Lord-willing, I hope to touch on each one of these points in future posts. And these posts will be devotional, I promise!

<1> Though the KJV's "for" could be taken as what Paul is praying "for", there can be no doubt that both Paul and the KJV translators meant "because". Otherwise Paul is praying "for" something that has already happened. The Greek word is epi and can be literally translated here as "in view of".
<2> "Co-partners" (sugkoinonos) being an attractive translation option because it brings out in English the semblance to "partnership" (koinonia,v.5) that exists in Paul's Greek.

Saturday, January 19, 2008

The occasion of the letter

Before studying a NT letter, those who are serious about finding joy in the Bible will do this: they will read through the letter several times and try to answer the following questions:
  1. Who is writing the letter?
  2. To whom is he writing it? Are they primarily Jews or Gentiles? Rich or poor? Mixture perhaps?
  3. What is the relationship between the author and the recipients as revealed in the letter? Are they getting along? How close are they?
  4. What can we learn about the author's situation and the recipients' situation by putting the clues together from the letter itself?
  5. What are the specific occasions behind the letter? Is it something that's happening on the author's side that moves him to write? Or is it something happening to the recipients themselves? Maybe both?
  6. What are the various sections to the letter?

Always answer these questions before starting to study one verse in the letter. You can cheat a bit and look at someone else's answers, but it's much more fun to do this on your own and then check your results at the end. Anyone can do this!

In my last post we tried to answer question six. If you look at Steve's posts (follow his links) you will find answers to many of the questions in one through five. But I want to devote a post entirely to the questions of #5.

Why don't you take 15 minutes, grab your Bible and piece of paper and pen, and read through Philippians and see what you can find. Then join me in the next paragraph for the results I found when I did this.

First thing we discover is that something "has happened" (1.12) to the author—Paul. He is in imprisonment: "my imprisonment is for Christ" (1.13). Read all of 1.12-18. Not only that, but it seems he is in imprisonment in Rome. What evidence do we have for this? In 1.13 he mentions "the whole imperial guard (praetorium)". And then in 4.22 he closes: "All the saints greet you, especially those of Caesar's household." Plus there is the converging evidence of Acts 28.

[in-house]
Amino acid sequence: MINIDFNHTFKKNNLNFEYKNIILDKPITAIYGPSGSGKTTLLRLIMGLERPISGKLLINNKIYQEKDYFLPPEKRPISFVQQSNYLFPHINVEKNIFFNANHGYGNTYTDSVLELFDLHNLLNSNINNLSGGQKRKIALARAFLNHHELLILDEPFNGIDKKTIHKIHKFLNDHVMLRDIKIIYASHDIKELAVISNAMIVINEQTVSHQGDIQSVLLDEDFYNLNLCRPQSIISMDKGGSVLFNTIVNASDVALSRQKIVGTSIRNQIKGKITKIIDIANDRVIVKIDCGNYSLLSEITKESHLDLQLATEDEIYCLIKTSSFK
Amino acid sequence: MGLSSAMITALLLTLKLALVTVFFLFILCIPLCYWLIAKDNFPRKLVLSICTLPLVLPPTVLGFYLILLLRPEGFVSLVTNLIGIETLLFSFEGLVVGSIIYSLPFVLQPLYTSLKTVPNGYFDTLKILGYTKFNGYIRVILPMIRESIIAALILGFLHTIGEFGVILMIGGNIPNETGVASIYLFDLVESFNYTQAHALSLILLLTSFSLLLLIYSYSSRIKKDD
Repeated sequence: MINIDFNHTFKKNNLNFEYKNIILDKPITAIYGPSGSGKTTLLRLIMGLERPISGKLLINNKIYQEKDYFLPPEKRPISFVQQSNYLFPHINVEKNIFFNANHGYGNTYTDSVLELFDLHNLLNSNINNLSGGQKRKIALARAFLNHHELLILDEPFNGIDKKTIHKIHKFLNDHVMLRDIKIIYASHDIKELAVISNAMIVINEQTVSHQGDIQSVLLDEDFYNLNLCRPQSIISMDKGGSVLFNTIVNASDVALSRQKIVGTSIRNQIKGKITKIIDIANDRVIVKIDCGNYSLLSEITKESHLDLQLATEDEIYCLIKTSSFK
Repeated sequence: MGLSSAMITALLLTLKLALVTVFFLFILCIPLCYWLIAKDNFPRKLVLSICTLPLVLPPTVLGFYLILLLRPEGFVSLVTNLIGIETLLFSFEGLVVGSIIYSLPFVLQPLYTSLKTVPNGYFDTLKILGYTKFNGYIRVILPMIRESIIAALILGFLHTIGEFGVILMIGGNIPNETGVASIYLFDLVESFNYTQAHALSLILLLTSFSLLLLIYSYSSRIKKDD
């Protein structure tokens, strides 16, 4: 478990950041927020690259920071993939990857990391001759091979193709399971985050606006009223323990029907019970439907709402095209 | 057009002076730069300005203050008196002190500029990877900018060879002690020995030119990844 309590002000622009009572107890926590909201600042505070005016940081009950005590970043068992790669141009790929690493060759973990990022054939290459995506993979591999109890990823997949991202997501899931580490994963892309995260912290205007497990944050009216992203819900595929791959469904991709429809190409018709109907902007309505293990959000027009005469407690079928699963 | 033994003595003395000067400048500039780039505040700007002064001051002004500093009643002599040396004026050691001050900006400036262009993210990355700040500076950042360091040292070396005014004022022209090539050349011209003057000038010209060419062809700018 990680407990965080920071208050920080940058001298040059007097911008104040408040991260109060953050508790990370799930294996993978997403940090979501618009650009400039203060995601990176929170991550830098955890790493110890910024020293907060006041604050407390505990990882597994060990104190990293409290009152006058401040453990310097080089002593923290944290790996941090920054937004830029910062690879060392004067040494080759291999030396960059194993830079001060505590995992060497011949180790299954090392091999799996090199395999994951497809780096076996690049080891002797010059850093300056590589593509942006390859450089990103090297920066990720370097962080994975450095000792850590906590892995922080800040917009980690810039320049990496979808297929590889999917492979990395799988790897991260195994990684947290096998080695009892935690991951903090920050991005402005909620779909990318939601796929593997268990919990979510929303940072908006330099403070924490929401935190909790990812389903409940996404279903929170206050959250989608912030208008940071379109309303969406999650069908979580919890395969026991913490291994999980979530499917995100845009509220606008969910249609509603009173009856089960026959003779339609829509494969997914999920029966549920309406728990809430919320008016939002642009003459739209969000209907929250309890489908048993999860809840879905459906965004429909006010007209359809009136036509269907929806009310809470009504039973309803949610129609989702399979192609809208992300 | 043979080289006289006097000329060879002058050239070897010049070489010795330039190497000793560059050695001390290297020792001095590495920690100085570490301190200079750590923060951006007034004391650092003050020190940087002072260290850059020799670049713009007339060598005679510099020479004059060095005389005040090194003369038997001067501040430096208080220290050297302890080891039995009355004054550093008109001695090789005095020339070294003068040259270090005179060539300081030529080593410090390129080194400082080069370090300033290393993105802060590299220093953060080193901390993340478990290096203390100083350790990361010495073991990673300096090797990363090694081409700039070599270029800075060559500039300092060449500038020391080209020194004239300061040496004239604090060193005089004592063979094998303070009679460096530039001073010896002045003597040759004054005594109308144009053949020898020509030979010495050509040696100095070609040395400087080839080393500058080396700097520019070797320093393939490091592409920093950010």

So Paul is suffering for the gospel under Rome, which sets us up for a huge discovery: so are the Christians in Philippi! We quote Paul in full:

29 For it has been granted to you that for the sake of Christ you should not only believe in him but also suffer for his sake, 30 engaged in the same conflict that you saw I had and now hear that I still have. (Philippians 1.29-30, ESV)

The Philippians as well are suffering for his sake in the same conflict that Paul is presently in. They are, as Paul could say, "all partakers with me of grace, both in my imprisonment and in the defense and confirmation of the gospel" (1.8). Philippi was, after all, a Roman colony (Acts 16.12), despite being situated in Macedonia. As they contend together (1.7, 1.27) for the gospel they are thus struggling against the very same "opponent" (1.28) as Paul is: Rome.

So the Philippians and Paul are suffering together externally from Rome. Hence one of the major themes of the letter is to "stand firm" (1.27, 4.1) and not be "frightened in anything by [their] opponents" (1.28), nor "be anxious about anything" (4.6) because "it has been granted to [them] that for the sake of Christ [they] should suffer for his sake" (1.29). It is in this context that Paul writes "Even if I am to be poured out as a drink offering upon the sacrificial offering of your faith, I am glad and rejoice with you all" (2.17).

But that's not all. Going back to Paul's situation, we not only discover that he is suffering from people on the outside (of the Christian family) but he is also suffering from people on the inside (of the Christian family), from his own brothers and sisters:

15 Some indeed preach Christ from envy and rivalry, but others from good will. 16 The latter do it out of love, knowing that I am put here for the defense of the gospel. 17 The former proclaim Christ out of rivalry, not sincerely but thinking to afflict me in my imprisonment. (Philippians 1:15-17)

And then we discover that as with Paul, so are the Philippians. Two sisters, Euodia and Syntyche, are obviously at odds in a prominent and potentially harmful way (4.2-3). Hence the major theme on unity in this letter. The are to stand firm in one spirit, striving side by side for the faith of the gospel" (1.27). They are to be of the same mind, having the same love, being in full accord and of one mind" (2.2):